Please do not feed deer or fawns. Doing so is a misdemeanor under Austin’s deer feeding ordinance, and you don’t need to feed them anyway. Does give birth where they can find ample plants to eat, and the only food that a baby needs is its mother’s milk. 

Feeding urban deer increases birth rates, reduces their fear of humans and increases the chance of ill-fated encounters with pets, people and traffic. Corn lacks adequate protein, especially for a nursing mother, and any supplemental feed will encourage her to linger when the safest place for her and her fawn is in the woods.

Extra food also attracts animals that could find and attack a fawn, such as dogs, raccoons and coyotes. (Coyotes were most recently seen during the drought in late 2010, when at least two traveled along Country Club Creek into Burleson Heights. They made the rounds at about 9 a.m. for weeks, seeking pet food left outside by residents and killing several outdoor cats.)

After a few weeks, the fawn will start to travel with its mother and adopt a natural diet of leaves, stems and acorns, possibly in your yard. You can protect your landscape (to a degree) by choosing deer-resistant plants, by spraying with a deer repellent such as Liquid Fence or by using other deer deterrents.

When to get involved

It might be time to intervene if you find a fawn that is crying, is covered with fire ants, has swollen eyes or has visible wounds. Contact a local rescue and rehabilitation expert, a game warden or the Texas Parks and Wildlife Department Wildlife Information Line (1-800-792-1112).  Learn more about when to call in a rehabilitation expert.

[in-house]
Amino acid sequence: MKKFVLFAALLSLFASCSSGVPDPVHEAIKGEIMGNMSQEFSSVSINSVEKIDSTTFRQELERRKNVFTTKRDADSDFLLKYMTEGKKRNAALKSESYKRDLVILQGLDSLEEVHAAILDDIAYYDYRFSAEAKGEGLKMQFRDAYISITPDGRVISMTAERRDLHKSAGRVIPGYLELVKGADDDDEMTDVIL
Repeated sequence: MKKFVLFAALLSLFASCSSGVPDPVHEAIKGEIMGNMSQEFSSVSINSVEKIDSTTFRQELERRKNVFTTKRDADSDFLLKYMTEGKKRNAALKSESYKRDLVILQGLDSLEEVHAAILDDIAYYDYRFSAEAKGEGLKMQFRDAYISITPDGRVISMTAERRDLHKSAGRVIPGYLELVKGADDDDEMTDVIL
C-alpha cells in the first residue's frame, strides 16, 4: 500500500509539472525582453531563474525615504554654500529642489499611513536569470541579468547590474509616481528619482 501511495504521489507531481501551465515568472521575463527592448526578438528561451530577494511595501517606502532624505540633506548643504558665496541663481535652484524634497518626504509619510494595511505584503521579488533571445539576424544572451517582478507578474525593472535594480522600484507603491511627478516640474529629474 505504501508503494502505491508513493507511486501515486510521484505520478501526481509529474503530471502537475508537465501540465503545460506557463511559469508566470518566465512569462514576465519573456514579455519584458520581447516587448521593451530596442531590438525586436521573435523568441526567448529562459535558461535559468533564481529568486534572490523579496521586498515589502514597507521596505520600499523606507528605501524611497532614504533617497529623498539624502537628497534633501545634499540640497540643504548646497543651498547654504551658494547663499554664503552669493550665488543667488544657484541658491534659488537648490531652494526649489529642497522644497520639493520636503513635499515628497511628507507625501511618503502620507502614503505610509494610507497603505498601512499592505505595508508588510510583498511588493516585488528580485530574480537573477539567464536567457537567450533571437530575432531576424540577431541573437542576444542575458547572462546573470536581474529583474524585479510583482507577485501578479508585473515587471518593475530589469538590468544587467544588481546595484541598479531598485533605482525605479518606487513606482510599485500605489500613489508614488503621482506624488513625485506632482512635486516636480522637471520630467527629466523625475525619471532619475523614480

For more information on deer, visit these websites from Texas Parks and Wildlife Department and Deer Options Enterprise.

Living with urban deer

• Don’t feed the deer.

• Don’t get close to the deer and fawn, and don’t disturb or try to touch a healthy or sleeping fawn.

• If you observe a fawn, skip the yard work and mowing for a week or so. Stay out of the area until the deer family moves on.

• If a baby deer starts to follow you, try to head it back under a bush and encourage it to lie down.  Eventually, instinct should take over, and the fawn will stay still until its real mom gets home.

• Keep dogs on a leash.  It is not in a dog’s instinct to “play” with a fawn.  If a dog stumbles upon a fawn or sees one moving, it will be up to you to prevent a catastrophe. 

Coexisting with urban wildlife has its challenges and its joys. Observe and enjoy the deer, learn about their natural habits and keep a respectful distance for the safety of you both. Happy wildlife watching!

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About burlyheights

C. Forrest is a longtime resident of Burleson Heights.
This entry was posted in Garden & landscape, Wildlife. Bookmark the permalink.

3 Responses to Watch for fawns during spring

  1. eaf0422 says:

    Which house hosted the fawn? We saw one behind our fence at the end of Princeton the other day.

    • burlyheights says:

      Both of the homes are in surprisingly open areas, not down near the creek or the wooded greenbelt. We’re not giving specifics in order to protect the privacy of the neighbors and the safety of the fawns, which are still quite young. But I’m glad you’ve seen the deer, too!

  2. Angela Carver says:

    The doe and fawn are by the creek also. Everyone please slow down for baby herons parading on the streets.